Unfair negotiations

Government's one-sided negotiation unappreciated, especially during anti-bullying week

Two groups of students face off in the middle of the playground. My friends and I want to play football.  The other group wants to play baseball.  The playground isn’t big enough for both games to be played at the same time.  We must come to an agreement.

My group shouts, “Football!” The other group shouts, “Baseball!” Back and forth, “Football,” “Baseball.” No agreement seems possible.

My groups learns that the other group wants to play baseball because they don’t like tackle football, so we offer to play touch football instead. The other group responds with, “Baseball or nothing!”  We offer to let a third party decide which game should be played today. They refuse and again shout, “Baseball or nothing!” No agreement seems possible.

We knew that the principal’s son was in the other group, but it didn’t seem important until now. The son has called his father over. My group hopes that the principal will help us come to an agreement that is fair to both groups. Our hopes are dashed when the principal says, “I want you to agree to play baseball.  If you can’t agree by yourselves to play baseball, I will make a new rule for the playground that everyone must play baseball.”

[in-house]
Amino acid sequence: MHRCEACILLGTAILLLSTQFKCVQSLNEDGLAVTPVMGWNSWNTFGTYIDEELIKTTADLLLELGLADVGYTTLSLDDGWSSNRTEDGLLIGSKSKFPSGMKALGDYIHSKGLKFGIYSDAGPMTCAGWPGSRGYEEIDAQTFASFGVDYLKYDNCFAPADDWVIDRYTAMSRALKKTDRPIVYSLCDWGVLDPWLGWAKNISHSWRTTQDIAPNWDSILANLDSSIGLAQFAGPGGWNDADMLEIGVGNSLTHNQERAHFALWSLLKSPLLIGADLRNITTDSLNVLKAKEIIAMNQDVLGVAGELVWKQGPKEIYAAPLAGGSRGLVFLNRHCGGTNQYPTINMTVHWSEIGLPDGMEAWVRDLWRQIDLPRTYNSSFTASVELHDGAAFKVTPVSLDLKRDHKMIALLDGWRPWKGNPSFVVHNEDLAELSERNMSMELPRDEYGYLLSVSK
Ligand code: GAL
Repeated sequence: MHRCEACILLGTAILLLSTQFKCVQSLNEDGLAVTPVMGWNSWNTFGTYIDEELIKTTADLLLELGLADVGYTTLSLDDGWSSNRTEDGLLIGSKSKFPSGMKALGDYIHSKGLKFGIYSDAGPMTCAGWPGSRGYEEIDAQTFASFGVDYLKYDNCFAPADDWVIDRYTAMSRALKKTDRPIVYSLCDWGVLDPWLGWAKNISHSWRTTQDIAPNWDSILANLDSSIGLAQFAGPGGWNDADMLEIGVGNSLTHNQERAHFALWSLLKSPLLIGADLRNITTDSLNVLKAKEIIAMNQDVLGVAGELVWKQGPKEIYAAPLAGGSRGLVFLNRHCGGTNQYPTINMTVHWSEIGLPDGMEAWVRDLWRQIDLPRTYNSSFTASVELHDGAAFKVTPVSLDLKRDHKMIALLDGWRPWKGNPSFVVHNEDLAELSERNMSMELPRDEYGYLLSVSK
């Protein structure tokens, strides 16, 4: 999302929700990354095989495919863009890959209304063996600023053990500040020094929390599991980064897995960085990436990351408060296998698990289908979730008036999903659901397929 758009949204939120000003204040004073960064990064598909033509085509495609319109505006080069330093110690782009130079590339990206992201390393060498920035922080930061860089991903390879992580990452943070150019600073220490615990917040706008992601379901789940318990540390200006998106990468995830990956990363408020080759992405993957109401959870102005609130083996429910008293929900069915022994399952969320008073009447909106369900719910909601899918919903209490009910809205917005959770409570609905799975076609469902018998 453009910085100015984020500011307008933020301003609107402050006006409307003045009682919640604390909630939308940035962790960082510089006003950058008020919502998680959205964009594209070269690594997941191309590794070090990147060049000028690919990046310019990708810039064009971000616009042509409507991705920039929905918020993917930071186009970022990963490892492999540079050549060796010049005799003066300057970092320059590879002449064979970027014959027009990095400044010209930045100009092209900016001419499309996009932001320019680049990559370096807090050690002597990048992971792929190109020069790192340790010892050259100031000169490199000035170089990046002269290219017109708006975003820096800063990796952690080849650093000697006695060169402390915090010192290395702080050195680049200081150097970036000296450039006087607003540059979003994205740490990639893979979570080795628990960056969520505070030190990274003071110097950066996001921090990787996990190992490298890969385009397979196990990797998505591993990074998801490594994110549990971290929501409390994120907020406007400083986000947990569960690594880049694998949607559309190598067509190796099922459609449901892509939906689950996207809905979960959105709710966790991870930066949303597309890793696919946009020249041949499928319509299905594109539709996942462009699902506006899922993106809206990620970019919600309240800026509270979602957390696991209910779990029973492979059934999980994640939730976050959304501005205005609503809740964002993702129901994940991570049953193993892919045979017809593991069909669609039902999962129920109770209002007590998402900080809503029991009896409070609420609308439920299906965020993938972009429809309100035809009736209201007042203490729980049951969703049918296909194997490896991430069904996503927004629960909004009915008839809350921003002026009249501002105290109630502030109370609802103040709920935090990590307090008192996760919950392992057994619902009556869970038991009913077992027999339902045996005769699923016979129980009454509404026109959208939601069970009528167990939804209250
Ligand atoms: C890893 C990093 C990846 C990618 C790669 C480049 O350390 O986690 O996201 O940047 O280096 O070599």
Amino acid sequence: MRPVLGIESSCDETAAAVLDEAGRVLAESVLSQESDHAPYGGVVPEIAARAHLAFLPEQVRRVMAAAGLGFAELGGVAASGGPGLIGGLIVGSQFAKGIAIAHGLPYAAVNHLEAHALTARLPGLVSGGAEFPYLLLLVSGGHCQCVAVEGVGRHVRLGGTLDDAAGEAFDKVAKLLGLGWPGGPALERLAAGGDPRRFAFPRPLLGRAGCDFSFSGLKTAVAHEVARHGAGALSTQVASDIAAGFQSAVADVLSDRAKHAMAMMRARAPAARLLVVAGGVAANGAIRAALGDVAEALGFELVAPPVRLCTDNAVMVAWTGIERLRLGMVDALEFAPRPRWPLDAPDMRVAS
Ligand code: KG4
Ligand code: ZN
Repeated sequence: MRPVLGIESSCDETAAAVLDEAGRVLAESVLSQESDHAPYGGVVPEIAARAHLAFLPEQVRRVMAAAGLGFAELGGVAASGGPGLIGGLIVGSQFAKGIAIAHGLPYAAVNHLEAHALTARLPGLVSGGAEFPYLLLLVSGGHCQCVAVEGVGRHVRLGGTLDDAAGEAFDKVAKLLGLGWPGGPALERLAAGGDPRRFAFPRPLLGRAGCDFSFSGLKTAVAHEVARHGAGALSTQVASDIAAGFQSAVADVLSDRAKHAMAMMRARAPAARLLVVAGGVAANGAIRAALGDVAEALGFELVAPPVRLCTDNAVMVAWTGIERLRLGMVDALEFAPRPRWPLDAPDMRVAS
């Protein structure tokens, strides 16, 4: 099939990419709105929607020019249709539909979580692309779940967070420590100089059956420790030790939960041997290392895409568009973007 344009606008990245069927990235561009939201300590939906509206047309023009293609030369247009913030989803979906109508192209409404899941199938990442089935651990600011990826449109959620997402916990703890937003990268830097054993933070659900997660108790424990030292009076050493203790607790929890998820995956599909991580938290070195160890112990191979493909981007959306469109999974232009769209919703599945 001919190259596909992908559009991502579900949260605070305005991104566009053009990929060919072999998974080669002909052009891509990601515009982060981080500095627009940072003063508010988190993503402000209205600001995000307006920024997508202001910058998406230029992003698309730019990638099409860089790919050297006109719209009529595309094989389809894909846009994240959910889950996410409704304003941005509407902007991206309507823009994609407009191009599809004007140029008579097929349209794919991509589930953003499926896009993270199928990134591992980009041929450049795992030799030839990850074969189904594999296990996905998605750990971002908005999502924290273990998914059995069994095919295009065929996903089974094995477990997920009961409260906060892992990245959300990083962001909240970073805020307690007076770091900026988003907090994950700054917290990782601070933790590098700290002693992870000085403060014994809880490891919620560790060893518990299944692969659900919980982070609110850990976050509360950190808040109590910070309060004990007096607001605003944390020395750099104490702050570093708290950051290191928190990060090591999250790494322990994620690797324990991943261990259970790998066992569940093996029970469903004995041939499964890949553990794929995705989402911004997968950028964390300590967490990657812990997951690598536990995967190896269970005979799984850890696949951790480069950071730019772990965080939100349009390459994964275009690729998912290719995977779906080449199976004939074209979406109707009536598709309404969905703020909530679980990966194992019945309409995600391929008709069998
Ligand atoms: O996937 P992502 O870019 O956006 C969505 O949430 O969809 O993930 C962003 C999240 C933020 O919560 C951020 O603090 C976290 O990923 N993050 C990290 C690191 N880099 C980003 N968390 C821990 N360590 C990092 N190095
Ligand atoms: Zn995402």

Especially during anti-bullying week, this kind of unfair, one-sided ‘negotiation’ would never be tolerated in a school playground.

The premier has ordered the government bargaining committee, BCPSEA, to not allow any improvements to the teachers’ contract.  Since BCPSEA is not permitted to allow any improvements to the teachers’ contract, no meaningful negotiations are possible. The BCTF has offered to send the issue to mediation or even binding arbitration, but the government refuses either option.

The minister of education appointed an assistant deputy minister to determine if a negotiated settlement can be reached.

Since the government will not allow any negotiation to take place, and will not allow mediation or arbitration to occur, the assistant deputy minister was forced to report that no negotiated settlement can be reached.

The minister of education then reported to the premier that since no negotiated settlement can be reached, the government should enact legislation ordering the teachers to accept a contract written entirely by the government. Now, since the government will not allow fair bargaining, the government will pass a law imposing a contract on the teachers.

Especially during anti-bullying week, this kind of unfair, one-sided ‘negotiation’ should not be tolerated in B.C.

 

Darin Johaneson, Vernon